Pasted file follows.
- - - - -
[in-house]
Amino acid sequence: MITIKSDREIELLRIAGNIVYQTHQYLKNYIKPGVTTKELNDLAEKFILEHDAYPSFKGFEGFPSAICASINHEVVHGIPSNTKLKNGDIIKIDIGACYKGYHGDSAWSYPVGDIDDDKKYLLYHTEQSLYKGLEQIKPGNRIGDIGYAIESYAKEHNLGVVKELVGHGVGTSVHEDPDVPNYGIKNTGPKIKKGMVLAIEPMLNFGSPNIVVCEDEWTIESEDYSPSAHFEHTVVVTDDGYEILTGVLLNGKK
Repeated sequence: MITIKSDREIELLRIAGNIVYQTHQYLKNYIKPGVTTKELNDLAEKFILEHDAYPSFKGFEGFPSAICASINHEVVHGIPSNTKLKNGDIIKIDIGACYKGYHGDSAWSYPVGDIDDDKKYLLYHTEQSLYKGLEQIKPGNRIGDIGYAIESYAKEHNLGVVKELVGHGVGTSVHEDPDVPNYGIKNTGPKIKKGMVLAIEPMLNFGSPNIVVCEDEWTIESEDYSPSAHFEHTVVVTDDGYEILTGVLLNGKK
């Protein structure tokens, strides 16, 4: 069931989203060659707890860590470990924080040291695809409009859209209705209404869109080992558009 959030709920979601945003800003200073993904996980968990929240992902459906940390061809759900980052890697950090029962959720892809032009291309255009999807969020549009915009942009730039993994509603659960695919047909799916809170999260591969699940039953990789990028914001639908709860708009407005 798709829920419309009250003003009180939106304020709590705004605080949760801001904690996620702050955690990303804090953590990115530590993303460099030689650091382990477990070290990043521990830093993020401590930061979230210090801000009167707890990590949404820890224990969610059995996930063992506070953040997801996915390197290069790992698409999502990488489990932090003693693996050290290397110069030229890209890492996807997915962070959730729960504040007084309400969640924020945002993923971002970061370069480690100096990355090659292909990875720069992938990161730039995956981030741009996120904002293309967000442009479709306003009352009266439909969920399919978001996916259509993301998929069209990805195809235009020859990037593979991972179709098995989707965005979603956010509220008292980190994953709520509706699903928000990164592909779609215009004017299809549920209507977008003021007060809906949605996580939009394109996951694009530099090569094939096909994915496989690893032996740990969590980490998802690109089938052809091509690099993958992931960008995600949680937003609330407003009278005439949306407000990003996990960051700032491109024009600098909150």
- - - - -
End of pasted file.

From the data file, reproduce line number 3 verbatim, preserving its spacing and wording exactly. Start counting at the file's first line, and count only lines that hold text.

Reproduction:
Repeated sequence: MITIKSDREIELLRIAGNIVYQTHQYLKNYIKPGVTTKELNDLAEKFILEHDAYPSFKGFEGFPSAICASINHEVVHGIPSNTKLKNGDIIKIDIGACYKGYHGDSAWSYPVGDIDDDKKYLLYHTEQSLYKGLEQIKPGNRIGDIGYAIESYAKEHNLGVVKELVGHGVGTSVHEDPDVPNYGIKNTGPKIKKGMVLAIEPMLNFGSPNIVVCEDEWTIESEDYSPSAHFEHTVVVTDDGYEILTGVLLNGKK